Doh! I can’t believe I forgot Arthur Ashe. Although he mostly played in the time between Laver and Sampras when I lost interest in tennis.

    I purposely left out the woman, although the strides have been similar, of course. Although it would be interesting to see Martina in her prime playing Venus or Serena. It might not be such a slam-dunk for the current hard-hitting, speed demons.

  4. Alan,

    I have to imagine that the current generation is better for ALL the reasons you mentioned. Of course, it’s true in all sports – this generation is better than any before it. I think we underestimate the difference that the advances in understanding sports physiology and nutrition in the last 20 years have made.

    Doh! I can’t believe I forgot Arthur Ashe. Although he mostly played in the time between Laver and Sampras when I lost interest in tennis.

    I purposely left out the woman, although the strides have been similar, of course. Although it would be interesting to see Martina in her prime playing Venus or Serena. It might not be such a slam-dunk for the current hard-hitting, speed demons.

  5. Actually in the final as well as the semi-final Federer made quite a few unforced errors, and it wasn’t just the wind, he was dumping a lot of balls into the net and his first serve percent hovered around 50. You could see the difference in the 2nd set tiebreak, when his serve was suddenly on and he was hitting those freaky shots only Federer can hit, and suddenly Djokovic had no chance (7-2). Roger won the U.S. Open in straight sets and was NOT playing his best tennis.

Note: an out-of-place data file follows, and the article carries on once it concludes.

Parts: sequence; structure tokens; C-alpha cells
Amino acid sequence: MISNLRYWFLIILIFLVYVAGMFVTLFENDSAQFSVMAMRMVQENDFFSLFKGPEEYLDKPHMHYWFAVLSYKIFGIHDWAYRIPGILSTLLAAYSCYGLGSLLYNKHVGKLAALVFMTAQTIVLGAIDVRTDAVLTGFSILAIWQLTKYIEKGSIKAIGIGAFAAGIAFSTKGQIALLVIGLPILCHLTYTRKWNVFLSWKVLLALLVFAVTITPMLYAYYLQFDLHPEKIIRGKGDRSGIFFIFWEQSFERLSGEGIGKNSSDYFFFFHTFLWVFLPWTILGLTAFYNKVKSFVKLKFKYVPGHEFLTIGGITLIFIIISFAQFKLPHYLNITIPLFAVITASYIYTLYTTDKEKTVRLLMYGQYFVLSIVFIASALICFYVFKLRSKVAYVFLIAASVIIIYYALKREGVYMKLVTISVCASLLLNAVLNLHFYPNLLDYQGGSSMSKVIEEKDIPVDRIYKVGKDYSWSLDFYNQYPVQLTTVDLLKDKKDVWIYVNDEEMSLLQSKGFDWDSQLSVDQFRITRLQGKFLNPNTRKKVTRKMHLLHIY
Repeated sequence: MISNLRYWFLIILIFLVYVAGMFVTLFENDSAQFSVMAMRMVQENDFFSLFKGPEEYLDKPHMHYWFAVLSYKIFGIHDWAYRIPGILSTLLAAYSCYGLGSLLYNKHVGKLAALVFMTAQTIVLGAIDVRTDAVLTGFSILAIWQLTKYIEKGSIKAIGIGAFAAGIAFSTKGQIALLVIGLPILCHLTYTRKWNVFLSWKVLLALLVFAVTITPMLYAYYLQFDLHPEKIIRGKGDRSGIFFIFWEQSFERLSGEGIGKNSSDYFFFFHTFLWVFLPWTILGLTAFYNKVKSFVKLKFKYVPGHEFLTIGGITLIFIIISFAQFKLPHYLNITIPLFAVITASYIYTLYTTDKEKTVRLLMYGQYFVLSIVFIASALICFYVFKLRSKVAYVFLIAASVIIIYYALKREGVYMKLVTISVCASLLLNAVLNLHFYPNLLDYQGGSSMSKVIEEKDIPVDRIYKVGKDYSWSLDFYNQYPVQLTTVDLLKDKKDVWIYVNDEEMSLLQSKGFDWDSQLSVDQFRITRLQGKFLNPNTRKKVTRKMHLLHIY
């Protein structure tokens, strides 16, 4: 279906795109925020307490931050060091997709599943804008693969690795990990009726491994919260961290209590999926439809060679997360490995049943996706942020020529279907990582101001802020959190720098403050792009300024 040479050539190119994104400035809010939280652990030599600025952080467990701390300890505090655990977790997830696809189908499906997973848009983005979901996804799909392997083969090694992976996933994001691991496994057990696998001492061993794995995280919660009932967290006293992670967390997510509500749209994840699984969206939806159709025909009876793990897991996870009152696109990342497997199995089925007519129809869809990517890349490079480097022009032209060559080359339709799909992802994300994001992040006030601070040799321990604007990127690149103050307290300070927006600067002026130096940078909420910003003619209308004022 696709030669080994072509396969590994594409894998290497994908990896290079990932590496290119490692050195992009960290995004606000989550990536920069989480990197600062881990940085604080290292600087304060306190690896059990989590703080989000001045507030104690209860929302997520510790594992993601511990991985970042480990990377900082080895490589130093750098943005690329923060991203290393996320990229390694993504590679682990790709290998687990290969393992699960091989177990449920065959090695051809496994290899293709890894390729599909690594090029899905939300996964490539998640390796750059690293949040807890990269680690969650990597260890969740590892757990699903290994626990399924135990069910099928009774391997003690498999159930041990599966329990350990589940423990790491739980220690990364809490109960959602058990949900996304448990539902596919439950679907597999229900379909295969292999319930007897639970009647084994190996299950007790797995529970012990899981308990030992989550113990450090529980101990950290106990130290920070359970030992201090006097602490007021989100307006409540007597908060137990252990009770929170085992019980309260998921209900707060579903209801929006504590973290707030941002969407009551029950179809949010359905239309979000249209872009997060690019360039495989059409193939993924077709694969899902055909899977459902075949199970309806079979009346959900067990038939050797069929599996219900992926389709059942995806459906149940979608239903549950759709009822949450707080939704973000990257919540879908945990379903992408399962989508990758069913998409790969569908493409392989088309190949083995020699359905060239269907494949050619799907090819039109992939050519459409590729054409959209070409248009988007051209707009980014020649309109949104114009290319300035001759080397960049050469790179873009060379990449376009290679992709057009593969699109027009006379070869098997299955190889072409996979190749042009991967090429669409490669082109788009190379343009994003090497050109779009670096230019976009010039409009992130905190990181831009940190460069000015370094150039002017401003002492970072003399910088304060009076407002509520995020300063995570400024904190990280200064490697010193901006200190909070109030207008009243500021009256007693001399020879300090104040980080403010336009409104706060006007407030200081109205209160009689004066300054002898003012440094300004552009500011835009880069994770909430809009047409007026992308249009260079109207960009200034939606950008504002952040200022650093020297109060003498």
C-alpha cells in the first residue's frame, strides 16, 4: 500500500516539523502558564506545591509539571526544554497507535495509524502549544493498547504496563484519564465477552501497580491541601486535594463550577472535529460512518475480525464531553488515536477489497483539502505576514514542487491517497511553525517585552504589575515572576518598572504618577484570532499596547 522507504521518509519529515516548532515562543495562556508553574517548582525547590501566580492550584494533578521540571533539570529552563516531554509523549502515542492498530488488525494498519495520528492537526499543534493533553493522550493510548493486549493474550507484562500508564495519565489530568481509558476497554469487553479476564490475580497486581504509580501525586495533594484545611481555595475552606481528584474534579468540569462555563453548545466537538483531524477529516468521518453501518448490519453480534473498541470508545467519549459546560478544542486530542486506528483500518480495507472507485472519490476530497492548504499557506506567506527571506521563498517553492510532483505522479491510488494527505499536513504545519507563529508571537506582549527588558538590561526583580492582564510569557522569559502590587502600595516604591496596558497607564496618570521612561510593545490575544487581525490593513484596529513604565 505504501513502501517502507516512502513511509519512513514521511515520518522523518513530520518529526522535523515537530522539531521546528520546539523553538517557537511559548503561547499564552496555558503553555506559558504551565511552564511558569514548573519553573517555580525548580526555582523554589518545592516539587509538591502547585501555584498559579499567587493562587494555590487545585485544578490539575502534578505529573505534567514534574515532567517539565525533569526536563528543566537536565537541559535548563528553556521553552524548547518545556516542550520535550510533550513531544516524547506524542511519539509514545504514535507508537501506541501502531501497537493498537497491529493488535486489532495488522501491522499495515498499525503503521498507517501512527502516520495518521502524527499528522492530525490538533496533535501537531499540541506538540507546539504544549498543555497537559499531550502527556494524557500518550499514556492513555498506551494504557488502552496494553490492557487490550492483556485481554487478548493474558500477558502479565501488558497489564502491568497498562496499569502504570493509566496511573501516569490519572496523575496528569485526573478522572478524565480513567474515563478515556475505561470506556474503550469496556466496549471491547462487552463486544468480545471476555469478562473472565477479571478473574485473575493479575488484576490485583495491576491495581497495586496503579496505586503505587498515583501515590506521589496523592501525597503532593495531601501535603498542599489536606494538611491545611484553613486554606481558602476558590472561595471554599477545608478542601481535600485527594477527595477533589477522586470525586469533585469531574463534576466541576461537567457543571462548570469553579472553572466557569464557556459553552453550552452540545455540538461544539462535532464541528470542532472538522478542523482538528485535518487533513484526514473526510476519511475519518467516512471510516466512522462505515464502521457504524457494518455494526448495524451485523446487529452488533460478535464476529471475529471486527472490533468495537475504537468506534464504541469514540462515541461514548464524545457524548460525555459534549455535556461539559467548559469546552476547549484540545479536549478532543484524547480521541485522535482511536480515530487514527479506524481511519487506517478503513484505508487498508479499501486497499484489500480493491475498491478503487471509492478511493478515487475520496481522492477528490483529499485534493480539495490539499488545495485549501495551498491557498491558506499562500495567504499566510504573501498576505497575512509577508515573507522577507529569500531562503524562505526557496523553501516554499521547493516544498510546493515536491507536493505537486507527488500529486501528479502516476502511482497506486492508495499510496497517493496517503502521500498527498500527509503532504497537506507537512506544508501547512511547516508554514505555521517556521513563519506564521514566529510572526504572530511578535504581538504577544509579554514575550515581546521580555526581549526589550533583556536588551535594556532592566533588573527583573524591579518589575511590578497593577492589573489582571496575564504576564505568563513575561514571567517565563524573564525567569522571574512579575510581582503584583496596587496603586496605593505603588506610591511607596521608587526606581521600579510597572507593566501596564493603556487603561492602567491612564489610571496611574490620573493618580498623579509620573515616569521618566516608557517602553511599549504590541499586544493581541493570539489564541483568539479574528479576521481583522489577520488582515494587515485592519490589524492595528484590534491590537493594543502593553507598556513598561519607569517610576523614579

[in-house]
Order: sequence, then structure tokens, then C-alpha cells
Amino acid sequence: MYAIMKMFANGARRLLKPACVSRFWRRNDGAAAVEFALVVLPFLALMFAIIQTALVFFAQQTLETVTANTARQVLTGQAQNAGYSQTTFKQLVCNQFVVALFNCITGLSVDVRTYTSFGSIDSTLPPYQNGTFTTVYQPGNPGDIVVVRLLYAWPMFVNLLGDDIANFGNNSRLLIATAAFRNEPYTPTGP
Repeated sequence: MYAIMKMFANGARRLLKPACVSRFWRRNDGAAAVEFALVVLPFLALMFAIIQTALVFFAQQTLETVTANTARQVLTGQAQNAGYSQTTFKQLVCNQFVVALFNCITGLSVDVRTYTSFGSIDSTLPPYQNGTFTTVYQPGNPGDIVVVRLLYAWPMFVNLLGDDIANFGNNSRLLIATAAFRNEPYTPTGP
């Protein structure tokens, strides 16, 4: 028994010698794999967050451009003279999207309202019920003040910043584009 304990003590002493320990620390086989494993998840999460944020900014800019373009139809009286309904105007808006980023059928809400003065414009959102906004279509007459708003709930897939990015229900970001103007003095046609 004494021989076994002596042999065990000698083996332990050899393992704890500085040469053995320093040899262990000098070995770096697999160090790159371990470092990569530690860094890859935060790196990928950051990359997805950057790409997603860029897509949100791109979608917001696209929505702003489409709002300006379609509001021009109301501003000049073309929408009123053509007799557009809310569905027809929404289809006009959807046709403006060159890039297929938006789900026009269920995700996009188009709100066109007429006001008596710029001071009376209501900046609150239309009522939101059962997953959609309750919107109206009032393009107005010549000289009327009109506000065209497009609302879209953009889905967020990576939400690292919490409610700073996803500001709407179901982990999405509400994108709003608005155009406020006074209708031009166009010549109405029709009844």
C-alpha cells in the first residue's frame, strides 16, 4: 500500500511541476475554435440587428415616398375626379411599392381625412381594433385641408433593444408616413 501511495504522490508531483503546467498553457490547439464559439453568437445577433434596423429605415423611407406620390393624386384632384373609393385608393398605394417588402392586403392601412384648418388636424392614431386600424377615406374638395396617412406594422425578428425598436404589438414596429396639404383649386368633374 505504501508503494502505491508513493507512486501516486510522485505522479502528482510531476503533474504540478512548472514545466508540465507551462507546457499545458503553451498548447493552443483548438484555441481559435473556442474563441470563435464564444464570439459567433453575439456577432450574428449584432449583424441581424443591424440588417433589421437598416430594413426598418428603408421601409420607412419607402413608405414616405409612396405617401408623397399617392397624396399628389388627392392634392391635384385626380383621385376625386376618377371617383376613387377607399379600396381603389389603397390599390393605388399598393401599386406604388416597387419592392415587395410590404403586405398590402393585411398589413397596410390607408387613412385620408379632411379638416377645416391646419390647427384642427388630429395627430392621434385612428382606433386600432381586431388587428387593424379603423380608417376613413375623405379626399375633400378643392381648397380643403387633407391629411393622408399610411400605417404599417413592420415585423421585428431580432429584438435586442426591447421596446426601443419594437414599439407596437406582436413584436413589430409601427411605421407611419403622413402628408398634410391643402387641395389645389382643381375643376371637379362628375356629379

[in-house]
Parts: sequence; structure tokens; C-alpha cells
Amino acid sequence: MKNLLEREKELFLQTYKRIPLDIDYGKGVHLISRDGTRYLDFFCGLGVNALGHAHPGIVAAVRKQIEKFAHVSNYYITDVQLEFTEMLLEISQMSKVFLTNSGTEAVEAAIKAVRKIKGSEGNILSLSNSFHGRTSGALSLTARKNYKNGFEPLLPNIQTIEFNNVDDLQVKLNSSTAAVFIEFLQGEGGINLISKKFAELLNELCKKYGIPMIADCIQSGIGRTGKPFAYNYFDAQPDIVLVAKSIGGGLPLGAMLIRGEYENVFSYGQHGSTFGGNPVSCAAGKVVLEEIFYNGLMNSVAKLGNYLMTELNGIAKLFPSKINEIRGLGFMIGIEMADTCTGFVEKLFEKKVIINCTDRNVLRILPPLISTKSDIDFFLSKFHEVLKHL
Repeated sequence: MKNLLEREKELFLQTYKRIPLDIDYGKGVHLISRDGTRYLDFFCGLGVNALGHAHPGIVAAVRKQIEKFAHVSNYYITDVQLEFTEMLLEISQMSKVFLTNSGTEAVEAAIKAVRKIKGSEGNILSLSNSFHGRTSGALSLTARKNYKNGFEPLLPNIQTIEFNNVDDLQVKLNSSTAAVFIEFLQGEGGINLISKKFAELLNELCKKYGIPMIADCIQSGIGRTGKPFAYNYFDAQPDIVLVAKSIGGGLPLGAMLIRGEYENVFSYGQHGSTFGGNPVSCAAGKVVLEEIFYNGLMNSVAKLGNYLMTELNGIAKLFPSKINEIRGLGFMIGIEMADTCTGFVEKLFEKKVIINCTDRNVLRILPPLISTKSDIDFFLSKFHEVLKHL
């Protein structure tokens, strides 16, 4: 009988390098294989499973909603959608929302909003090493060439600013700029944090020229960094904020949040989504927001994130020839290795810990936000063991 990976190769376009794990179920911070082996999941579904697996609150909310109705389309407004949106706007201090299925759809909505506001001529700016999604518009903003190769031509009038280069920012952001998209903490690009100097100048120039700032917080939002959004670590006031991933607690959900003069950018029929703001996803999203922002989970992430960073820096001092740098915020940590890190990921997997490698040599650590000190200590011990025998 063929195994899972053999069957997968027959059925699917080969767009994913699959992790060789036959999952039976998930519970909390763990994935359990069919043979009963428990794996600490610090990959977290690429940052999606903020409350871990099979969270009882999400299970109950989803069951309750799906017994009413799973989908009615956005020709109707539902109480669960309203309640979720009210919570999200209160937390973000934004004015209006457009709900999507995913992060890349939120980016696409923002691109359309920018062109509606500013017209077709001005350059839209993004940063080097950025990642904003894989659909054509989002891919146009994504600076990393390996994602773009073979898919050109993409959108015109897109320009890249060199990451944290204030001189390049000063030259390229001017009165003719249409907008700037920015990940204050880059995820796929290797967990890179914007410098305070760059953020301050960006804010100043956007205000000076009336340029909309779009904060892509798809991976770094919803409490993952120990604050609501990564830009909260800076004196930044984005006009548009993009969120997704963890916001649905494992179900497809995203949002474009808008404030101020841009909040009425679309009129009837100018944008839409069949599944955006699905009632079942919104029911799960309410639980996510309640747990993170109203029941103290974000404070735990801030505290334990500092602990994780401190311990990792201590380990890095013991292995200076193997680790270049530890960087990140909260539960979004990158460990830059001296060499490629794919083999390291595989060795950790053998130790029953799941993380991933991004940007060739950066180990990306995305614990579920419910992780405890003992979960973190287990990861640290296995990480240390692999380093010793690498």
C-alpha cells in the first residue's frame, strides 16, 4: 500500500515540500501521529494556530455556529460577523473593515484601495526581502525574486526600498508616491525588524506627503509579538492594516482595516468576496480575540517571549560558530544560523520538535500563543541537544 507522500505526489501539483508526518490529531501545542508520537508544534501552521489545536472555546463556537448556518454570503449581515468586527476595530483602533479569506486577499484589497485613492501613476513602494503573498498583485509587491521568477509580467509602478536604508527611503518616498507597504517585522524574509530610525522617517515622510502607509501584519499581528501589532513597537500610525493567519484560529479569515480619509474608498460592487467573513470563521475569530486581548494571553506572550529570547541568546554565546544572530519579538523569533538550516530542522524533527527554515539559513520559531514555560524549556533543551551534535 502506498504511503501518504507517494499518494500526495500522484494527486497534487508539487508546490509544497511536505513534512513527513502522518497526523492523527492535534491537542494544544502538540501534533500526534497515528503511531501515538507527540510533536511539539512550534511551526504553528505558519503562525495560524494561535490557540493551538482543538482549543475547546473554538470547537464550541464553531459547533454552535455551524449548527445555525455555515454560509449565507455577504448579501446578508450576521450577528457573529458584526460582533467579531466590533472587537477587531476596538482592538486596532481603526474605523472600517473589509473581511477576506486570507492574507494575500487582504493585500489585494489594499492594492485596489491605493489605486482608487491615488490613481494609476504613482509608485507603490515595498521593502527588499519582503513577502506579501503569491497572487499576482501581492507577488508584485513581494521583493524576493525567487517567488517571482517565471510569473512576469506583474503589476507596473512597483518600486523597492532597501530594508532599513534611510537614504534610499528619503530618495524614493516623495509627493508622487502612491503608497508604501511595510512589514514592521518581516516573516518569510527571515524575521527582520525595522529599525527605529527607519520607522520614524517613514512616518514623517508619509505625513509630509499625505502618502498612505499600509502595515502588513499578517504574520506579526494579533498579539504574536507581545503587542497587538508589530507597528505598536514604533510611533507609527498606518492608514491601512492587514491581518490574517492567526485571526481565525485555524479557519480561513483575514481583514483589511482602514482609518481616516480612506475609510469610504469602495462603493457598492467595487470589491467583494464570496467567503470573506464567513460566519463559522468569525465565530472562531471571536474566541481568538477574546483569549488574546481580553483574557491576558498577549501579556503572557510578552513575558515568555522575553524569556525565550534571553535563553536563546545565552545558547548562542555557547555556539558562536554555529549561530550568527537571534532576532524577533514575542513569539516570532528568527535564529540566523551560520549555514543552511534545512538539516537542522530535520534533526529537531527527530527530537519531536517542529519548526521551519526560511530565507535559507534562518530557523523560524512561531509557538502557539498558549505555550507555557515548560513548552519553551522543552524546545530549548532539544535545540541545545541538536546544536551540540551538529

Did you notice, by the way, that he had (at least) three challenges that overturned calls in the final? Most players seem to be challenging when they’re PISSED, not when they’re SURE.

    I didn’t watch tennis way back when but it has been fun following Roger dominating the sport.

  6. Actually in the final as well as the semi-final Federer made quite a few unforced errors, and it wasn’t just the wind, he was dumping a lot of balls into the net and his first serve percent hovered around 50. You could see the difference in the 2nd set tiebreak, when his serve was suddenly on and he was hitting those freaky shots only Federer can hit, and suddenly Djokovic had no chance (7-2). Roger won the U.S. Open in straight sets and was NOT playing his best tennis.

    Did you notice, by the way, that he had (at least) three challenges that overturned calls in the final? Most players seem to be challenging when they’re PISSED, not when they’re SURE.

    I didn’t watch tennis way back when but it has been fun following Roger dominating the sport.